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Proceedings Paper

Evaluation of land ecological environment in Zhoushan Islands by remotely sensed impervious surfaces
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Paper Abstract

Coastal islands are located in a transitional environment where land and ocean interact. During the past 20 years, large areas of the natural landscape of Zhoushan islands have been replaced by human features. There is limited research detailing the amount of impervious surface growth in the Zhoushan islands and trends in the land environment using remotely sensed technologies. The purpose of this paper is to assess the influences of anthropogenic activities on land ecological environment in Zhoushan islands based on remotely sensed impervious surfaces. First the impervious surfaces information of 1986, 1995 and 2006 were estimated using Landsat Thematic Mapper (TM) images, and then an integrated state indicator was built. The results reveal that imperious surfaces areas (ISA) of Zhoushan islands remarkably increased from 19.2 km2 (2.73%) in 1986 to 29.5 km2 (4.20%) in 1995, and to 58.2 km2 (8.27%) in 2006. The average state value for the total area was 0.70, 0.65, and 0.55 respectively for 1986, 1995, and 2006. Of the surrounding islands, the Lujiazhi, Xiaogan, Panzhi, and Cezi suffered the most land disturbance intensity from human activities, followed by the Jintang, Xiushan, and Damao, and the Changbai and Changzhi had the lowest disturbance values. It indicates that the land ecological environment of Zhoushan islands was variously disturbed by growing human activities over time. Further, we found that the topography, island size, spatial location from Zhoushan Island and economic policy had an influence on change of impervious surfaces for each island.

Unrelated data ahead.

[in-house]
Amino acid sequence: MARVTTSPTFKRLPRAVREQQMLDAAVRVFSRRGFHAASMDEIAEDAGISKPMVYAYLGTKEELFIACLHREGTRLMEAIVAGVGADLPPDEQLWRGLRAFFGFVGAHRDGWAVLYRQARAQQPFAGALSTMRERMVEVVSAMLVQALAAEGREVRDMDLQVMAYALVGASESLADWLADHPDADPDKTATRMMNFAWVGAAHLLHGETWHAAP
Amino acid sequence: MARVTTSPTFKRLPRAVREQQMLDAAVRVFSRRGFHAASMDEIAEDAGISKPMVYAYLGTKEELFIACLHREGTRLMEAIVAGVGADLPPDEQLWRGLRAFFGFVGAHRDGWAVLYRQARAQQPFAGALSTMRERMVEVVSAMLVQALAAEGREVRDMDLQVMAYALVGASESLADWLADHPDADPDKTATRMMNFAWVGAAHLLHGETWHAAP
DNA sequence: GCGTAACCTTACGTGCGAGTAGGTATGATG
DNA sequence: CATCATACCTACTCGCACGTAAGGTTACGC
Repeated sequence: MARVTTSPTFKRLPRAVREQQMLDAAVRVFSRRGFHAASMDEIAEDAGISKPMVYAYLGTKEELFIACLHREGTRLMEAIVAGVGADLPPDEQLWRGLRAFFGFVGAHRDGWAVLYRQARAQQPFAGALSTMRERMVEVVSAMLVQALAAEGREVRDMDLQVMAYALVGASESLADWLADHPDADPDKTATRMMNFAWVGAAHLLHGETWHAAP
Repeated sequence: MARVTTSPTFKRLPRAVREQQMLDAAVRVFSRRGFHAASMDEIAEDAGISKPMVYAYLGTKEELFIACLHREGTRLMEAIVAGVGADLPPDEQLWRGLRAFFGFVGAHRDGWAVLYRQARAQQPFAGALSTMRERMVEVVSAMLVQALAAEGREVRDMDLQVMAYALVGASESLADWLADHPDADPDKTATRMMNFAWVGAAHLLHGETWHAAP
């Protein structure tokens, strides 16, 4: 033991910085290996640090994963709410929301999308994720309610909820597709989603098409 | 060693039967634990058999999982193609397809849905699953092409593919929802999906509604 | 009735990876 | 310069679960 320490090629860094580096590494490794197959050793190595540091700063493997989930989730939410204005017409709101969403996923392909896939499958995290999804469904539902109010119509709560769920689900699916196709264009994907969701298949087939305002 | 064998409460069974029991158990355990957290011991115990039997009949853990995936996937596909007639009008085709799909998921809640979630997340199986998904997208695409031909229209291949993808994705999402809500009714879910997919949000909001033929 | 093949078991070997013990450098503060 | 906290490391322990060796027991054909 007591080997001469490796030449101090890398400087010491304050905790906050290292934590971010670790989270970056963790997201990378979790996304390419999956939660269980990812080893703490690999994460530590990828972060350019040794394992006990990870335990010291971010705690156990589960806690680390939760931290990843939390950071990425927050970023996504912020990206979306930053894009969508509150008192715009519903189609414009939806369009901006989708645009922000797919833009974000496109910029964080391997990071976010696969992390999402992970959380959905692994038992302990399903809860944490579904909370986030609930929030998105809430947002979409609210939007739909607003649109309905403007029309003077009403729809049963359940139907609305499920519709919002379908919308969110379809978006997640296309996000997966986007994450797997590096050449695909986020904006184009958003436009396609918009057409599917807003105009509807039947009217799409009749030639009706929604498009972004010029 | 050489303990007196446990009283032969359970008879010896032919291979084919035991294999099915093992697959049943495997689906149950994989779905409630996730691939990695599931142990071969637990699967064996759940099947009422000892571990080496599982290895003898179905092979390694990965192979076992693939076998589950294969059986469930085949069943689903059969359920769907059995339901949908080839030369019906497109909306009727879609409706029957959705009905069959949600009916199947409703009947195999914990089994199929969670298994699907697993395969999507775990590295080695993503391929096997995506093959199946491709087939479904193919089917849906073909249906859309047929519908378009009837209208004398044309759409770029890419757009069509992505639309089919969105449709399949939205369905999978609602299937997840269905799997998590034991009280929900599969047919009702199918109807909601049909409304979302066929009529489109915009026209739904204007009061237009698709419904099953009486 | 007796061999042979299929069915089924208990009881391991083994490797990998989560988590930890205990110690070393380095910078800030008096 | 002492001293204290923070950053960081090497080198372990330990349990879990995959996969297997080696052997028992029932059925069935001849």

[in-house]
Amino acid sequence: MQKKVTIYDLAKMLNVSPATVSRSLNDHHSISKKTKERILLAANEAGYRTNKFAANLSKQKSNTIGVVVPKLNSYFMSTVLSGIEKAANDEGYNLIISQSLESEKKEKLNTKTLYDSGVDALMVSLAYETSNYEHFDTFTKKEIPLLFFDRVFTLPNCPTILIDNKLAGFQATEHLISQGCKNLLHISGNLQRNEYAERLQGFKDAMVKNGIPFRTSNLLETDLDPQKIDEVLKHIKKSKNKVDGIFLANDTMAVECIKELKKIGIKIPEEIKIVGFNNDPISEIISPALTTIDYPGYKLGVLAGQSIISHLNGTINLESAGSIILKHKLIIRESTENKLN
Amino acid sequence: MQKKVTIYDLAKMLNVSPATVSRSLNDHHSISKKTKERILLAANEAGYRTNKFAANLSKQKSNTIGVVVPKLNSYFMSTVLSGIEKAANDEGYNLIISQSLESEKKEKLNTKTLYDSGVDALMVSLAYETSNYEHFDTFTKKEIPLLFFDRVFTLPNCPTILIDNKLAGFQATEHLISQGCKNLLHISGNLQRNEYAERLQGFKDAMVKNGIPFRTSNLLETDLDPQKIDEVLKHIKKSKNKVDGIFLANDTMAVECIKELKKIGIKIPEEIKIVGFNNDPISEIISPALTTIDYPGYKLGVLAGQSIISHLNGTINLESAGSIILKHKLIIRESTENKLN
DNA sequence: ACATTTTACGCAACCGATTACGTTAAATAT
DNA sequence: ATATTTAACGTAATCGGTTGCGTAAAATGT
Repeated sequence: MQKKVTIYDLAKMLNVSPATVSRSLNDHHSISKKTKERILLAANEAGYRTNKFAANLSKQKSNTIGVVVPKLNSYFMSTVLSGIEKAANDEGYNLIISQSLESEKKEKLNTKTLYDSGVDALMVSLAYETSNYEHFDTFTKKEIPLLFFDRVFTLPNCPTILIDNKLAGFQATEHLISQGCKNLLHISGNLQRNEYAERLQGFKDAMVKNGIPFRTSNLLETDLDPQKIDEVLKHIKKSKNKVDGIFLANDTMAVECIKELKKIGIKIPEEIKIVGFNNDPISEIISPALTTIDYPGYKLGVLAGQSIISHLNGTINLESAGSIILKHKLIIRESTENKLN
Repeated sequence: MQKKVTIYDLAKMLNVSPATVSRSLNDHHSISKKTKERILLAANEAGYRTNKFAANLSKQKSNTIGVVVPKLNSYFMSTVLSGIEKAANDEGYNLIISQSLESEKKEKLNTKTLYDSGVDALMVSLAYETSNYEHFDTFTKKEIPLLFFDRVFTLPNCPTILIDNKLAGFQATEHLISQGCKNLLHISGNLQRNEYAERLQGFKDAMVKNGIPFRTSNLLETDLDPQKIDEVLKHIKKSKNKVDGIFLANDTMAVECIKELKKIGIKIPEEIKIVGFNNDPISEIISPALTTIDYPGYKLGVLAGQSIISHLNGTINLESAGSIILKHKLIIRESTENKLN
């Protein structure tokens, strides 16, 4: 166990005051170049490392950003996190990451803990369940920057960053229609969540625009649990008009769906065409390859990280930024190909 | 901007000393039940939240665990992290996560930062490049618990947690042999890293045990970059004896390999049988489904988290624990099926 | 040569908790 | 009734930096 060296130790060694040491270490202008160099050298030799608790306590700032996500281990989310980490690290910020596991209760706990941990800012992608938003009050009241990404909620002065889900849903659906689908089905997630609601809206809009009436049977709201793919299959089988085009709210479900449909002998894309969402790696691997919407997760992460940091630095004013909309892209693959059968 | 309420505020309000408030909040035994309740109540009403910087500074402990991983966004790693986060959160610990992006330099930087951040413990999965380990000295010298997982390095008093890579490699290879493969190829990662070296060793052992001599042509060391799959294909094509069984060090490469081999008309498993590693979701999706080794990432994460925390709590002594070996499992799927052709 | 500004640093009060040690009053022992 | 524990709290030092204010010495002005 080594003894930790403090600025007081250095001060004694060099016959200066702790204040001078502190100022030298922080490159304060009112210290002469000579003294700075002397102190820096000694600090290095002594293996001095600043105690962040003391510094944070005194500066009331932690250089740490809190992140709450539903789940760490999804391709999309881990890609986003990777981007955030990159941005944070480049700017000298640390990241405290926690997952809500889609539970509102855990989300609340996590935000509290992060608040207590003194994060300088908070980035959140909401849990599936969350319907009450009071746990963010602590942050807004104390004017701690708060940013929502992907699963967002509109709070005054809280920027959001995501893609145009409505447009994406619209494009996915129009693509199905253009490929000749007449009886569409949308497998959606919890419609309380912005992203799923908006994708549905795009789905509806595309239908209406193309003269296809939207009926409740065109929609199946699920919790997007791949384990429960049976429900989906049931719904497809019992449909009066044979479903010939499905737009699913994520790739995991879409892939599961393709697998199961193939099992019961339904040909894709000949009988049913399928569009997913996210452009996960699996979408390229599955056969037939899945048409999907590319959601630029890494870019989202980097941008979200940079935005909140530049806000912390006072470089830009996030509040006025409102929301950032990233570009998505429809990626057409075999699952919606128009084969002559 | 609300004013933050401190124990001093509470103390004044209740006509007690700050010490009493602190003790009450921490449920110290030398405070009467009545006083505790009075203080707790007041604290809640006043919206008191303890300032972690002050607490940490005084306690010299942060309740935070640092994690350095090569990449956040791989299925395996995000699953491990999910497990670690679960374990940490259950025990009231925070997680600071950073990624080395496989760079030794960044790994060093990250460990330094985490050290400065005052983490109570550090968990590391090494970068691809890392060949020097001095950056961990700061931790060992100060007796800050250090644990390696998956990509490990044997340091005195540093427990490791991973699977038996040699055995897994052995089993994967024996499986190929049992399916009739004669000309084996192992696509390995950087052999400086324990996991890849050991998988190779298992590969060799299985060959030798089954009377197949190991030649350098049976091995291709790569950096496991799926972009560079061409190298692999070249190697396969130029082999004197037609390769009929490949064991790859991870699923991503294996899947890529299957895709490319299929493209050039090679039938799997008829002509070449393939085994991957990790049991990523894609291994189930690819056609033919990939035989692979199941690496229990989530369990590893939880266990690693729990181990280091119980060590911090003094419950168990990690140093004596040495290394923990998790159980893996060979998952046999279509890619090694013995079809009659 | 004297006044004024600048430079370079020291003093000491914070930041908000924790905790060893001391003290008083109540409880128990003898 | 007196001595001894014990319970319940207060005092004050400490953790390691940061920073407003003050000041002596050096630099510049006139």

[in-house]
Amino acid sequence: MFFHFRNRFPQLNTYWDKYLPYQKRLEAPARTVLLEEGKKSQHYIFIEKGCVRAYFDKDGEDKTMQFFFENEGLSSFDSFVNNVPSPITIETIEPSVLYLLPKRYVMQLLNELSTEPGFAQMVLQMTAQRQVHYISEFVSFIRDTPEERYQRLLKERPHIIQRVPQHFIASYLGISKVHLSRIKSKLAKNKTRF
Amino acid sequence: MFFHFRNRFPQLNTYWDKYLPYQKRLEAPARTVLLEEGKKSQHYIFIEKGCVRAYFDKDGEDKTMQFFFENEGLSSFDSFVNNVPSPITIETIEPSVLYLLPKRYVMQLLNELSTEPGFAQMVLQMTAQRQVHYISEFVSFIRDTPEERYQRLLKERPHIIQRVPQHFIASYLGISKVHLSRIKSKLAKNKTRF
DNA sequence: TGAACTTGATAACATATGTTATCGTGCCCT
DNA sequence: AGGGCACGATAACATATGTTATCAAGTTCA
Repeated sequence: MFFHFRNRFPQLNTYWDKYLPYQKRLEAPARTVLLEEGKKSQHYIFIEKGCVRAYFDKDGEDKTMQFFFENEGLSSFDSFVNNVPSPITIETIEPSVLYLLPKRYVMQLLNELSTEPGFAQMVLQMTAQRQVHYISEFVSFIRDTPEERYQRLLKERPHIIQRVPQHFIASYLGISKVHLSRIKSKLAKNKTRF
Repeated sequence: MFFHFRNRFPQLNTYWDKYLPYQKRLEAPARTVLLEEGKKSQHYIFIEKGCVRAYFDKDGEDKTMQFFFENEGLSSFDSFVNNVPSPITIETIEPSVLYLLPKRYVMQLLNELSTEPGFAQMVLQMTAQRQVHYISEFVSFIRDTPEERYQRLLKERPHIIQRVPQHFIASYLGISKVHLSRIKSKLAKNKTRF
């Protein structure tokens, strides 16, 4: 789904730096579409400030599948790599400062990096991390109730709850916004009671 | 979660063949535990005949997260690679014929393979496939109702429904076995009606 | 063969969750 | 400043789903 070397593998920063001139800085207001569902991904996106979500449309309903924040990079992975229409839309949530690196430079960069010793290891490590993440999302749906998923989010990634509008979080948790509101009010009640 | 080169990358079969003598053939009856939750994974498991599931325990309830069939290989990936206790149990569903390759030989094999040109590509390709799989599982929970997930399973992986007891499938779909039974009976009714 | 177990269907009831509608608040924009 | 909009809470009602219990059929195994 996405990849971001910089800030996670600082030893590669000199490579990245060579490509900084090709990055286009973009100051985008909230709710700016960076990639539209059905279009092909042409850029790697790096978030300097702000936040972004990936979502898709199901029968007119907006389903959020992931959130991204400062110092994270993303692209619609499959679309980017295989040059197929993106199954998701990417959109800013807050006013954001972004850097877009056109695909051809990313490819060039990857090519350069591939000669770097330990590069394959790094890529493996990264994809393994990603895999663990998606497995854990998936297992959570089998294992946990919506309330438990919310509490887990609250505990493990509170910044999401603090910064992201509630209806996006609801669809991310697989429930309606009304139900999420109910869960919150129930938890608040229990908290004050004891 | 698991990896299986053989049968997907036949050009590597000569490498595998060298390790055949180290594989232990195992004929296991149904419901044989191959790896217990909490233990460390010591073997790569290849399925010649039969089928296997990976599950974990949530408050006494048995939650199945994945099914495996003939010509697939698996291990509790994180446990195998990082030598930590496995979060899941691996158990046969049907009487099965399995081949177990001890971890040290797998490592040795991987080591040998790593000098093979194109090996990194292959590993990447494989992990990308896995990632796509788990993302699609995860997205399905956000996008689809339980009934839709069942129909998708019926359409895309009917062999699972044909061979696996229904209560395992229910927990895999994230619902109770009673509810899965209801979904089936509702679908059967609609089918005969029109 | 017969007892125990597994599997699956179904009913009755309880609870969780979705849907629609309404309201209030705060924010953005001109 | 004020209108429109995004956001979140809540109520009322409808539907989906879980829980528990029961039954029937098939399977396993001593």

Paper Details

Date Published: 16 October 2013
PDF: 9 pages
Proc. SPIE 8887, Remote Sensing for Agriculture, Ecosystems, and Hydrology XV, 88871F (16 October 2013); doi: 10.1117/12.2028946
Show Author Affiliations
Xiaoping Zhang, Wuhan Univ. (China)
The Second Institute of Oceanography, SOA (China)
Delu Pan, Wuhan Univ. (China)
The Second Institute of Oceanography, SOA (China)
Jianyu Chen, The Second Institute of Oceanography, SOA (China)
Peng Chen, Wuhan Univ. (China)
Yonghong Jia, Wuhan Univ. (China)


Published in SPIE Proceedings Vol. 8887:
Remote Sensing for Agriculture, Ecosystems, and Hydrology XV
Christopher M. U. Neale; Antonino Maltese, Editor(s)

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